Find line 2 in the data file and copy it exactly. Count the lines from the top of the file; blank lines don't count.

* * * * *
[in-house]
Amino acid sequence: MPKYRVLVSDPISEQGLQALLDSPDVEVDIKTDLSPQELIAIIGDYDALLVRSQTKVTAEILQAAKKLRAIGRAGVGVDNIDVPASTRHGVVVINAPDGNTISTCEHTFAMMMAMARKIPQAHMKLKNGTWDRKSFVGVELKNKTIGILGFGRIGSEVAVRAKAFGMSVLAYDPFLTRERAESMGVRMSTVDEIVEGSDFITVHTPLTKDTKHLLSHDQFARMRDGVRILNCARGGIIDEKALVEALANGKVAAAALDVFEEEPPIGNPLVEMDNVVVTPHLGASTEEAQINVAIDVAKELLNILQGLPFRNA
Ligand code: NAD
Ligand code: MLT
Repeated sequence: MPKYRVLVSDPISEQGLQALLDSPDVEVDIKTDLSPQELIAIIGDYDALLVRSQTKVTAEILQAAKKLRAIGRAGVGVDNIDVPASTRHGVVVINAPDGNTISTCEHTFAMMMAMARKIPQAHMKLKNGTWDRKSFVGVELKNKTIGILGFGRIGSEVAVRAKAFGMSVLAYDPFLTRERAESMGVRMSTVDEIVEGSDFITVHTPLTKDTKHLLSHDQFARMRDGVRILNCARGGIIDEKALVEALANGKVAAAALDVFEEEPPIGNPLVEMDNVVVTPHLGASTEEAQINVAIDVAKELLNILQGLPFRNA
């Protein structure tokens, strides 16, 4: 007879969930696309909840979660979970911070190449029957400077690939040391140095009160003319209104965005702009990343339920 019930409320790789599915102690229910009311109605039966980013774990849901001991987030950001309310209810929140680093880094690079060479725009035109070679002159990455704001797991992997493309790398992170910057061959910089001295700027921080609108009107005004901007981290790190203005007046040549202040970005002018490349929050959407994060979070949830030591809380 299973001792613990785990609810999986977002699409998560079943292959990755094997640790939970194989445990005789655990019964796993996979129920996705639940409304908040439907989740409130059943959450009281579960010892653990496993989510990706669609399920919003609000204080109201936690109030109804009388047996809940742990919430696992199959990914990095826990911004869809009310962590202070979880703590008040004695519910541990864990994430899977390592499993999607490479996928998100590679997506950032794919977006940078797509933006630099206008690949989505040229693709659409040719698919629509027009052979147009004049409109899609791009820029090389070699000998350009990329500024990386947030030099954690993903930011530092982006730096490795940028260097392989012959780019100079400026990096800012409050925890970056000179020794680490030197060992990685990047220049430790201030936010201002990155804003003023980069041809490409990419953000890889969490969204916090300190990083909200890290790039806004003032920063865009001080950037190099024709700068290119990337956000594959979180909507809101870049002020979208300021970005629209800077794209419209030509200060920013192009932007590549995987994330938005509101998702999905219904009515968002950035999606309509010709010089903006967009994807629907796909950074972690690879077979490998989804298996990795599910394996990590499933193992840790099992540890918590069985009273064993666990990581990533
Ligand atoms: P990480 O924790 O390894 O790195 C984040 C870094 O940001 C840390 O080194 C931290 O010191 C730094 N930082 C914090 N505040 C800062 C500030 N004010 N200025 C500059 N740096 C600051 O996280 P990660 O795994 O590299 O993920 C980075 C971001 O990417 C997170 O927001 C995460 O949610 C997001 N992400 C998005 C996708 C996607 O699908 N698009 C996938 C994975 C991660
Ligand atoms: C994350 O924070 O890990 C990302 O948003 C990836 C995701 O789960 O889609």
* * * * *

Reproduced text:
Amino acid sequence: MPKYRVLVSDPISEQGLQALLDSPDVEVDIKTDLSPQELIAIIGDYDALLVRSQTKVTAEILQAAKKLRAIGRAGVGVDNIDVPASTRHGVVVINAPDGNTISTCEHTFAMMMAMARKIPQAHMKLKNGTWDRKSFVGVELKNKTIGILGFGRIGSEVAVRAKAFGMSVLAYDPFLTRERAESMGVRMSTVDEIVEGSDFITVHTPLTKDTKHLLSHDQFARMRDGVRILNCARGGIIDEKALVEALANGKVAAAALDVFEEEPPIGNPLVEMDNVVVTPHLGASTEEAQINVAIDVAKELLNILQGLPFRNA